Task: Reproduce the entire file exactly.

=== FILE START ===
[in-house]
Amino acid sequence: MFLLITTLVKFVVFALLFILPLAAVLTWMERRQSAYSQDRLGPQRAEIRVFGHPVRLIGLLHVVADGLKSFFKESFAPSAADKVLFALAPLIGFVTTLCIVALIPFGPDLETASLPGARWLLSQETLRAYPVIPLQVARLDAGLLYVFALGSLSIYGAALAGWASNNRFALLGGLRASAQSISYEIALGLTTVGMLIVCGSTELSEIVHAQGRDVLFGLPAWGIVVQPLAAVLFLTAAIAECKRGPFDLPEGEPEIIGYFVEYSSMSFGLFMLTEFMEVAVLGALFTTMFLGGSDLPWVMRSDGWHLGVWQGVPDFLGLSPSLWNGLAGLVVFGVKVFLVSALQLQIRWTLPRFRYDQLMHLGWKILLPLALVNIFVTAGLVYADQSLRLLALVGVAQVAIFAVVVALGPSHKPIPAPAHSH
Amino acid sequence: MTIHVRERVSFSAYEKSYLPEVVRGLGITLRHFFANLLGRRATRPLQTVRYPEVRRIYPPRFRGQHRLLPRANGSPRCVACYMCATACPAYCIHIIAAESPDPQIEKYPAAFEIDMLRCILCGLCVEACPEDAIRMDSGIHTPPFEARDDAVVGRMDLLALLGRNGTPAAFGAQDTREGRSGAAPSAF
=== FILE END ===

[in-house]
Amino acid sequence: MFLLITTLVKFVVFALLFILPLAAVLTWMERRQSAYSQDRLGPQRAEIRVFGHPVRLIGLLHVVADGLKSFFKESFAPSAADKVLFALAPLIGFVTTLCIVALIPFGPDLETASLPGARWLLSQETLRAYPVIPLQVARLDAGLLYVFALGSLSIYGAALAGWASNNRFALLGGLRASAQSISYEIALGLTTVGMLIVCGSTELSEIVHAQGRDVLFGLPAWGIVVQPLAAVLFLTAAIAECKRGPFDLPEGEPEIIGYFVEYSSMSFGLFMLTEFMEVAVLGALFTTMFLGGSDLPWVMRSDGWHLGVWQGVPDFLGLSPSLWNGLAGLVVFGVKVFLVSALQLQIRWTLPRFRYDQLMHLGWKILLPLALVNIFVTAGLVYADQSLRLLALVGVAQVAIFAVVVALGPSHKPIPAPAHSH
Amino acid sequence: MTIHVRERVSFSAYEKSYLPEVVRGLGITLRHFFANLLGRRATRPLQTVRYPEVRRIYPPRFRGQHRLLPRANGSPRCVACYMCATACPAYCIHIIAAESPDPQIEKYPAAFEIDMLRCILCGLCVEACPEDAIRMDSGIHTPPFEARDDAVVGRMDLLALLGRNGTPAAFGAQDTREGRSGAAPSAF